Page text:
When I was in college we had a pinnacle strategy class that was feared and dreaded by all in the business major. There was just one teacher, it was only available for seniors and students routinely went into mid-semester with a failing grade.
During one of the projects we were sorted into groups of 4 presenting before the class and my group went first.
What happened taught me my first lesson about empathy in business.
We thought we’d done a pretty good job, it had taken weeks of long sessions in the computer lab, researching online and practicing before we were ready to present. Wearing business suits and containing our nerves we presented and… the class basically fell asleep.
The (scary) teacher helped us break down what went wrong before class dismissed. He astutely asked the entire room, “how many of you are visual learners? You like to see images or videos to help you learn?”
Every student sitting in the class raised their hands.
He continued, “and how many of you prefer to learn by reading information?”
The four of us presenting raised our hands.
We hadn’t done a bad presentation, the information was correct and the bulletpoints were awesome.
But we’d forgotten to make our PowerPoint interesting because none of us liked to learn that way.
It’s something I run into as an entrepreneur all the time. Maybe your order pages are simple and streamlined. Here’s what you get, buy or leave. But your audience needs a little more encouragement and visual help, a testimonial would go a long way but you don’t read them so you’re not seeing that option as important.
Or perhaps you love video tutorials and so when someone sends you a survey or questionnaire, you send back a video answer. The person you’re responding to might find videos obnoxious, long and pointless, just write down your answer! they think as they are forced to watch the video.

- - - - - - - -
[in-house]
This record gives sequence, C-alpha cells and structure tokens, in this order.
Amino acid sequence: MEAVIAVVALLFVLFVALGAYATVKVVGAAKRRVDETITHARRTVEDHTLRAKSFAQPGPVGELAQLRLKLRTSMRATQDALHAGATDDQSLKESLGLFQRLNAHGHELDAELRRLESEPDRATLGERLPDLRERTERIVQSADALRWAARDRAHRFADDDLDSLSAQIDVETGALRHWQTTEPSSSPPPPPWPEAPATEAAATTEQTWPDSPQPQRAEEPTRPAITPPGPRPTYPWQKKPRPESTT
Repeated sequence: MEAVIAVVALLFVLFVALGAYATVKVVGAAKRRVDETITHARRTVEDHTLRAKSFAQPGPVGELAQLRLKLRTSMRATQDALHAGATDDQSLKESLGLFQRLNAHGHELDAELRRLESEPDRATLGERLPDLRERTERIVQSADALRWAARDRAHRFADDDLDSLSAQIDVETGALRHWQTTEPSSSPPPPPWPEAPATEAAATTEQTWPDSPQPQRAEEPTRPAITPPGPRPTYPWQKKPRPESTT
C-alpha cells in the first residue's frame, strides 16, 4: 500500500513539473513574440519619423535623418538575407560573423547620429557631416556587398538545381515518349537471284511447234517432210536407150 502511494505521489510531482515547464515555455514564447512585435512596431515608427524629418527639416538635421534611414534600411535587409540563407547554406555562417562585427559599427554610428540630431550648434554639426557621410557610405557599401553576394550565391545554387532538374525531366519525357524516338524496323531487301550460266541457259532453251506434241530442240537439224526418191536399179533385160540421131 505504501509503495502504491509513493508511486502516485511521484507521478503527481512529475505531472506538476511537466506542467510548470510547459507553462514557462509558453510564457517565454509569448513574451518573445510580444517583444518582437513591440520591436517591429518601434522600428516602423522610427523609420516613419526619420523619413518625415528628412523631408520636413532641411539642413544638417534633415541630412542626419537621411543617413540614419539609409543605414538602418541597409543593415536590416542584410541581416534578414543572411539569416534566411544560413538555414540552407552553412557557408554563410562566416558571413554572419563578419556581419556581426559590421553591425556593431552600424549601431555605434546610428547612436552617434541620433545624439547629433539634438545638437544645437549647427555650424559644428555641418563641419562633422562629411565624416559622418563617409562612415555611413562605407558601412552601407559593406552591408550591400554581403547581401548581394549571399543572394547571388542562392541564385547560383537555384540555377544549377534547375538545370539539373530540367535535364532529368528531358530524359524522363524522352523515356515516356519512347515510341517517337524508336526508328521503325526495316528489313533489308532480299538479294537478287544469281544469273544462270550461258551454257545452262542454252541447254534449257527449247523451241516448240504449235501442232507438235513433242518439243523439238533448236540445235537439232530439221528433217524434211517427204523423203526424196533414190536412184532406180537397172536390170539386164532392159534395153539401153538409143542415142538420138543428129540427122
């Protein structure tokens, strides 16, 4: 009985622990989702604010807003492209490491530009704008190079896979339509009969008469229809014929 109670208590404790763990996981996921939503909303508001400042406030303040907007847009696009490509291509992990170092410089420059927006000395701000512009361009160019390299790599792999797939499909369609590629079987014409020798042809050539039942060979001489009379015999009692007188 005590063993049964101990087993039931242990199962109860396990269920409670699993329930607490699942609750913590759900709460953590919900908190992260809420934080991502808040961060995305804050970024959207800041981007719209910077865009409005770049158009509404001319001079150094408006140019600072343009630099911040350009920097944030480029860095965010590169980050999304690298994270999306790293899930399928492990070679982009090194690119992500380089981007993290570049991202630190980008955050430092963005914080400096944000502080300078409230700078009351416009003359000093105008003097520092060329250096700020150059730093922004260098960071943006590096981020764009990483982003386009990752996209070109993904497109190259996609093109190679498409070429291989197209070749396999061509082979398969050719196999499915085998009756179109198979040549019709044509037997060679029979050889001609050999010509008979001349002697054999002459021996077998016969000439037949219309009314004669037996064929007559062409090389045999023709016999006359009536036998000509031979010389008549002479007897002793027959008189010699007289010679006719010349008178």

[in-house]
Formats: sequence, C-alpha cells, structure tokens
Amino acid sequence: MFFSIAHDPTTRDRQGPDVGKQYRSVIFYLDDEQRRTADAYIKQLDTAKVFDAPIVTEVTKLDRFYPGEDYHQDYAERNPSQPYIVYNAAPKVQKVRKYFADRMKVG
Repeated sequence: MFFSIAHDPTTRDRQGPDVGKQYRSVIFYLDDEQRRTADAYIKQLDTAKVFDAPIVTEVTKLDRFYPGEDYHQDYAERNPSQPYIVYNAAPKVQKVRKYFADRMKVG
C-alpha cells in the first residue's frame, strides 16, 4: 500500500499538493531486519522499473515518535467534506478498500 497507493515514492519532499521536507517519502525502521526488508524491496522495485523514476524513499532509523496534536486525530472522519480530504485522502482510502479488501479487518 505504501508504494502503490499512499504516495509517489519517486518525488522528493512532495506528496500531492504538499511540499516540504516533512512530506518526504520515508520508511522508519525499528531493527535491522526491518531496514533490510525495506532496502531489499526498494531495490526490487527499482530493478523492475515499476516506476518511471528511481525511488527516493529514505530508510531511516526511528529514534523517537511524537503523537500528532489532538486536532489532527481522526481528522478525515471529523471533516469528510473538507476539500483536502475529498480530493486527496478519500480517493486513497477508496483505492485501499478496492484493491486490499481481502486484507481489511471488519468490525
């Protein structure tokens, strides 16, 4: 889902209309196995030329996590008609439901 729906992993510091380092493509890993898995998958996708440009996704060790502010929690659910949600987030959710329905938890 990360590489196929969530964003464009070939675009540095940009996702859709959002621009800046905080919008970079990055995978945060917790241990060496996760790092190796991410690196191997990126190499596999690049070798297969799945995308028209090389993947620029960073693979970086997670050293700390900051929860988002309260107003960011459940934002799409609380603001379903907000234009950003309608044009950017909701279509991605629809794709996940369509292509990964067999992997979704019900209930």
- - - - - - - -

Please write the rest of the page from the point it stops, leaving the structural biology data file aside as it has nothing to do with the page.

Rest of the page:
As in our business class, so many things are not right or wrong, there are shades of preferences and we have to recognize that if we want to engage with more leads and clients.
Here’s one of the lessons I learned about rightness lately.
Let’s say you’re in a meeting and someone makes a statement you disagree with, do you:
a) Tell them they’re wrong
b) Offer a different opinion
Well, it all depends on context. If you’re in a meeting with the chief engineer of a nuclear power plant and they make a statement that is incorrect and following that plan means a nuclear meltdown, please tell that person they’re wrong (and of course back it up with evidence).
However, if you’re in a design meeting and your client wants to put a giant slider of photos on the top of their new website then you can give your opinion about the style and effectiveness, knowing that you’ll eventually need to follow the direction of the person paying for the project.
The problem comes when we fight over what we think is absolute truth when it comes to opinions.
Being able to see the other side of an issue, to step into the shoes of someone who thinks differently from you is the essence of empathy. It’s not “I feel sorry for you” – that’s sympathy – or “we’ll do it your way” – that’s being a doormat.
It takes practice but when you’re running a business try to understand how others are thinking and what they need. If it’s easy (like graphics on a powerpoint) then accommodate when you can. If it’s not easily done (like giving 10,000 people your personal email address to ask you questions at anytime) then understand where the request is coming from and answer with empathy.
I consider myself lucky that I started learning this lesson 12 (!) years ago in college and it’s something I continue to practice throughout my business.